Tag Archives: Christian

First Chapter Reveal: Break the Chains, by Jay D Roberts, MD

9781627467582medTitle:  Break the Chains

Genre:  Memoir

Author:  Jay D Roberts, MD

Website:  www.jdrobertsmd.com  

Publisher:   Tate Publishing and Enterprises, LLC 

BUY BREAK THE CHAINS ON AMAZON / B&N / TATE PUBLISHING 

If you were abused over and over again, would you become an abuser? Or would you learn to forgive? Dr. Jay Roberts had to go to prison to learn the answer.

In 1999 Dr. Roberts was in at-home hospice care preparing for his own death from a neurological disease. At the point where he finally gave up, he experienced a spontaneous, overnight healing. It was not the first time he had “cheated” death. He had survived a fifty-foot fall from a cliff, a plane crash, and attempts on his life by rebel insurgents in remote areas in the Philippines in 1970s. This near-death escape was different though, because it was the culmination of a turbulent lifelong dialogue with God which started when he was a child being bull-whipped by his alcoholic father. Yet even after his complete recovery from disease, it would take a maximum security prison environment to reveal to him the mysterious power of forgiveness.

In the telling of his fascinating story—of extreme abuse, of the compulsion to become a pain and wound care specialist, of medical school in a third world country against a dangerous political backdrop, and of his return home to deal with the demons he’d left behind—Dr. Roberts tackles the big questions illuminating physical, mental, and spiritual growth. Break the Chains affirms faith in both God and the human spirit. It is as revealing and inspirational as it is truthful and poignant.

Prologue

Palm Springs, California
1999

My eyes water as I stare at the whirling ceiling fan. The blades blur and transform into bolos (machetes) that slice through the air and my thoughts. The physician in me dissects my infirmity, orders treatment for cure, and demands to be in charge. The Christian in me calls for faith without understanding, to die to self, to surrender to Christ and his will. My medical and religious beliefs battle and clash like opposing bolo blades.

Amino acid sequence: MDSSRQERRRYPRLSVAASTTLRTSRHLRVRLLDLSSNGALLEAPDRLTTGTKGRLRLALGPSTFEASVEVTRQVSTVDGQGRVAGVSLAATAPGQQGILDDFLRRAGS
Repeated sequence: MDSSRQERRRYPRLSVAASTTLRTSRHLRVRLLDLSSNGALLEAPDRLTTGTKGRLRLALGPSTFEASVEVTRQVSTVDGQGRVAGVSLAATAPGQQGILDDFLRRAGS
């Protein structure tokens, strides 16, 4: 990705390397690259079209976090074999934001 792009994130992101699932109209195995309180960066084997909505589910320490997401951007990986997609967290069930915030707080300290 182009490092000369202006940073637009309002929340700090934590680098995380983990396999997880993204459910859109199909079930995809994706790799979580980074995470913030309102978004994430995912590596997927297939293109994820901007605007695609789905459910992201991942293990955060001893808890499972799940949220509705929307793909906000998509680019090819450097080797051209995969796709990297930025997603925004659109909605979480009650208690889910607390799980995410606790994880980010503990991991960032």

I lay wasting in my bed with muscles, once toned and defined, now atrophied and weak. I am wounded. I struggle to push the opened Bible away from my bedside. Beverly has placed the Bible next to me for weeks. She and I have been married since 1975, after a three-year courtship. I wonder if she wants to reconsider the “for better or for worse” part of our vows. How easy those words flowed from our naive mouths.

The Bible falls to the floor. The fight is over.

I smile.

My inner voice and friend, Buddy, warns me I am wrong to
disrespect the Bible.

I tell him to go away.

He does.

My eyes close. My brain waves surge and scenes are projected on the back of my eyelids, reflections of my past. I am in fifth grade. It is late at night. I walk like a robot to the kitchen. My pajamas stick to my bottom. The dried blood from the bullwhip lashings holds the fabric to my skin. My father is passed out, drunk. His right hand, with its thick, stubby digits and brownish-yellow stain between the long and middle fingers, hangs over the edge of the couch. He snores with the intensity of a train. I select the sharpest knife and walk over to the bullwhip that hangs on a wall near the living room. I remove it from the wall, walk back to the kitchen, and stand at the table. I methodically cut the whip into small pieces. It takes several hours. I return the knife to its proper place and put all the pieces of the bullwhip into a paper bag. I open the back door and hide the bag in the bottom of the trashcan.

I look up and see a million stars, turn, and then walk back into the house. I stop to pee and go back to bed. When I awake later that morning, I try to sit up but cannot. I stand and cautiously walk to the living room. My father is not there. A squished pillow partially hides his body imprint on the sofa cushion. Stale beer odor hangs in the air. I turn and walk over to the wall. The whip is not there.

I thought it was a dream.

My eyes scan more images from my life.

Wounds dominate the picture.

I have always tried to heal wounds, others’ and mine.

Some wounds are not easily sutured, some impossible.

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Interview with Kay Marshall Strom, author of ‘The Love of Divena’

Kay Marshall Strom